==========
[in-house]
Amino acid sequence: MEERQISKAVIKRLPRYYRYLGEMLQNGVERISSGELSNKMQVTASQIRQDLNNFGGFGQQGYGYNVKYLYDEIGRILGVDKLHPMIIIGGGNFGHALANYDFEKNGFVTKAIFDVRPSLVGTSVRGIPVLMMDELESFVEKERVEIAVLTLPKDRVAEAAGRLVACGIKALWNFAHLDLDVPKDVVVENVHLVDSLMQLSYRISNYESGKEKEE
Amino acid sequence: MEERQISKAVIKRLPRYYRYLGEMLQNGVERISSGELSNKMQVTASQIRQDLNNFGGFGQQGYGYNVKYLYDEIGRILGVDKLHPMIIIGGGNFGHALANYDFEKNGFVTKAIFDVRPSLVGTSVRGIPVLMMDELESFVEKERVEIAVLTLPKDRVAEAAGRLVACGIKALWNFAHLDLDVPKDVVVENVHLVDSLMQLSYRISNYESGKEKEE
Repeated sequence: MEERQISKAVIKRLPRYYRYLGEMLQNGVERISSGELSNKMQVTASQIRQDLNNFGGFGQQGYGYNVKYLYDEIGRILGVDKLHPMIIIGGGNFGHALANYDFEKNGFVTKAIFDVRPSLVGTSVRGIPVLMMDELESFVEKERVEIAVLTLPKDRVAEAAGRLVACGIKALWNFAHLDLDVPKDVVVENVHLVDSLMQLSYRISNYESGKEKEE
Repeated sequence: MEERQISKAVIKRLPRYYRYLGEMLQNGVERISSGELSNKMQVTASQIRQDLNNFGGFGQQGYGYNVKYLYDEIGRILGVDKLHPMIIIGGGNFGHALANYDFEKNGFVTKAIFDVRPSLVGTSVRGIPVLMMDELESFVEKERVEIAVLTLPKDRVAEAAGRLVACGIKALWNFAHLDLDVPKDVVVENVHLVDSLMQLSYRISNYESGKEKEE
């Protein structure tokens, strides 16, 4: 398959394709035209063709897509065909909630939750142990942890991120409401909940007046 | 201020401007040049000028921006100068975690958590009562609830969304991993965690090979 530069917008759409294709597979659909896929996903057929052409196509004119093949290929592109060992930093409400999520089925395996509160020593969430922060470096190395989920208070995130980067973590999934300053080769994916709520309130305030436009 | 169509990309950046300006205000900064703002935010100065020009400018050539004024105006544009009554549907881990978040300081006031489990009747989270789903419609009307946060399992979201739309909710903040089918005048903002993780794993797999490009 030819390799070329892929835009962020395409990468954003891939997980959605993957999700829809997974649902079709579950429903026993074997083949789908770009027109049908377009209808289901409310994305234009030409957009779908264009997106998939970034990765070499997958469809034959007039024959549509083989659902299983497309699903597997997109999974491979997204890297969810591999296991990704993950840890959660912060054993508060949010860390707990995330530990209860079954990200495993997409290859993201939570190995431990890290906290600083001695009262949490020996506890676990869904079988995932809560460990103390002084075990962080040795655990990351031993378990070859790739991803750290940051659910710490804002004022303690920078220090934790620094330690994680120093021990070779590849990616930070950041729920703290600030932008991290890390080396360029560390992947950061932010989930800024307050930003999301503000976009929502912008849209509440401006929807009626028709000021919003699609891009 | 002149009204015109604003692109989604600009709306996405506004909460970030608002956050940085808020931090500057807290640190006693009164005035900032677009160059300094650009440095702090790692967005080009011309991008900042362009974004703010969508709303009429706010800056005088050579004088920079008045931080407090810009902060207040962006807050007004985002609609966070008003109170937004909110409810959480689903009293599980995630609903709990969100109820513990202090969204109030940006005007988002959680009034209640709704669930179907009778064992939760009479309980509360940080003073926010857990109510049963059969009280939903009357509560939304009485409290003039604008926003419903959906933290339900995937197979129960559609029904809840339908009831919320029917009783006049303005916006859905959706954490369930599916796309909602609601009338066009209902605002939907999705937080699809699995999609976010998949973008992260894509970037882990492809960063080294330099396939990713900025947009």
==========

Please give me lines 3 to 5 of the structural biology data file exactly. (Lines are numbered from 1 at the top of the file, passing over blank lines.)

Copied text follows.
Amino acid sequence: MEERQISKAVIKRLPRYYRYLGEMLQNGVERISSGELSNKMQVTASQIRQDLNNFGGFGQQGYGYNVKYLYDEIGRILGVDKLHPMIIIGGGNFGHALANYDFEKNGFVTKAIFDVRPSLVGTSVRGIPVLMMDELESFVEKERVEIAVLTLPKDRVAEAAGRLVACGIKALWNFAHLDLDVPKDVVVENVHLVDSLMQLSYRISNYESGKEKEE
Repeated sequence: MEERQISKAVIKRLPRYYRYLGEMLQNGVERISSGELSNKMQVTASQIRQDLNNFGGFGQQGYGYNVKYLYDEIGRILGVDKLHPMIIIGGGNFGHALANYDFEKNGFVTKAIFDVRPSLVGTSVRGIPVLMMDELESFVEKERVEIAVLTLPKDRVAEAAGRLVACGIKALWNFAHLDLDVPKDVVVENVHLVDSLMQLSYRISNYESGKEKEE
Repeated sequence: MEERQISKAVIKRLPRYYRYLGEMLQNGVERISSGELSNKMQVTASQIRQDLNNFGGFGQQGYGYNVKYLYDEIGRILGVDKLHPMIIIGGGNFGHALANYDFEKNGFVTKAIFDVRPSLVGTSVRGIPVLMMDELESFVEKERVEIAVLTLPKDRVAEAAGRLVACGIKALWNFAHLDLDVPKDVVVENVHLVDSLMQLSYRISNYESGKEKEE